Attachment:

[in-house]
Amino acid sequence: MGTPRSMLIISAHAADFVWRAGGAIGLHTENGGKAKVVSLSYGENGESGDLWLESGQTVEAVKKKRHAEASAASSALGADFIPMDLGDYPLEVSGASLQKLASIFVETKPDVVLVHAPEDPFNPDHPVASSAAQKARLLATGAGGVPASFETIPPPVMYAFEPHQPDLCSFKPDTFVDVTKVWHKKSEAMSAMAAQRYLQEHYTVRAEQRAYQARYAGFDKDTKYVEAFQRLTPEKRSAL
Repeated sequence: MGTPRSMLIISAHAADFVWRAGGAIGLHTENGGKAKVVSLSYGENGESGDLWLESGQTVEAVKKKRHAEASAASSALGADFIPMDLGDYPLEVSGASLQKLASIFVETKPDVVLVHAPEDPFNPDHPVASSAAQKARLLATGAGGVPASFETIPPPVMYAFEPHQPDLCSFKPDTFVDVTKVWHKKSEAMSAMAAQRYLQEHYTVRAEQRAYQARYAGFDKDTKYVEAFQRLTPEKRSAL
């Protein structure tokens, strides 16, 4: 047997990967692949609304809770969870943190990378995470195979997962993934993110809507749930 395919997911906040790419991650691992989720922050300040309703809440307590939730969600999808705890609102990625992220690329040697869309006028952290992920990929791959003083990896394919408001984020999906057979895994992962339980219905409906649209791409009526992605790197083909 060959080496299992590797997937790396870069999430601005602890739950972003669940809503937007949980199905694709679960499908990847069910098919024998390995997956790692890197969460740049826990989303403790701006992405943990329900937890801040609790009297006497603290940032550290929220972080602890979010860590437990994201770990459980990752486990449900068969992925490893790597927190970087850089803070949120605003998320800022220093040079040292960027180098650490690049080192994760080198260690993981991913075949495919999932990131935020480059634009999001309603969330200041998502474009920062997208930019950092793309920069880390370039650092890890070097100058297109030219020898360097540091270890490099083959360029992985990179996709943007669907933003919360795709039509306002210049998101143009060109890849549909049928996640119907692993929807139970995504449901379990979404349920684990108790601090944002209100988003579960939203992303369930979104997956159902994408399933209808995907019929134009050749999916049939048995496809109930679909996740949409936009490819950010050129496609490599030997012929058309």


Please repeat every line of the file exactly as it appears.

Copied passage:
[in-house]
Amino acid sequence: MGTPRSMLIISAHAADFVWRAGGAIGLHTENGGKAKVVSLSYGENGESGDLWLESGQTVEAVKKKRHAEASAASSALGADFIPMDLGDYPLEVSGASLQKLASIFVETKPDVVLVHAPEDPFNPDHPVASSAAQKARLLATGAGGVPASFETIPPPVMYAFEPHQPDLCSFKPDTFVDVTKVWHKKSEAMSAMAAQRYLQEHYTVRAEQRAYQARYAGFDKDTKYVEAFQRLTPEKRSAL
Repeated sequence: MGTPRSMLIISAHAADFVWRAGGAIGLHTENGGKAKVVSLSYGENGESGDLWLESGQTVEAVKKKRHAEASAASSALGADFIPMDLGDYPLEVSGASLQKLASIFVETKPDVVLVHAPEDPFNPDHPVASSAAQKARLLATGAGGVPASFETIPPPVMYAFEPHQPDLCSFKPDTFVDVTKVWHKKSEAMSAMAAQRYLQEHYTVRAEQRAYQARYAGFDKDTKYVEAFQRLTPEKRSAL
């Protein structure tokens, strides 16, 4: 047997990967692949609304809770969870943190990378995470195979997962993934993110809507749930 395919997911906040790419991650691992989720922050300040309703809440307590939730969600999808705890609102990625992220690329040697869309006028952290992920990929791959003083990896394919408001984020999906057979895994992962339980219905409906649209791409009526992605790197083909 060959080496299992590797997937790396870069999430601005602890739950972003669940809503937007949980199905694709679960499908990847069910098919024998390995997956790692890197969460740049826990989303403790701006992405943990329900937890801040609790009297006497603290940032550290929220972080602890979010860590437990994201770990459980990752486990449900068969992925490893790597927190970087850089803070949120605003998320800022220093040079040292960027180098650490690049080192994760080198260690993981991913075949495919999932990131935020480059634009999001309603969330200041998502474009920062997208930019950092793309920069880390370039650092890890070097100058297109030219020898360097540091270890490099083959360029992985990179996709943007669907933003919360795709039509306002210049998101143009060109890849549909049928996640119907692993929807139970995504449901379990979404349920684990108790601090944002209100988003579960939203992303369930979104997956159902994408399933209808995907019929134009050749999916049939048995496809109930679909996740949409936009490819950010050129496609490599030997012929058309």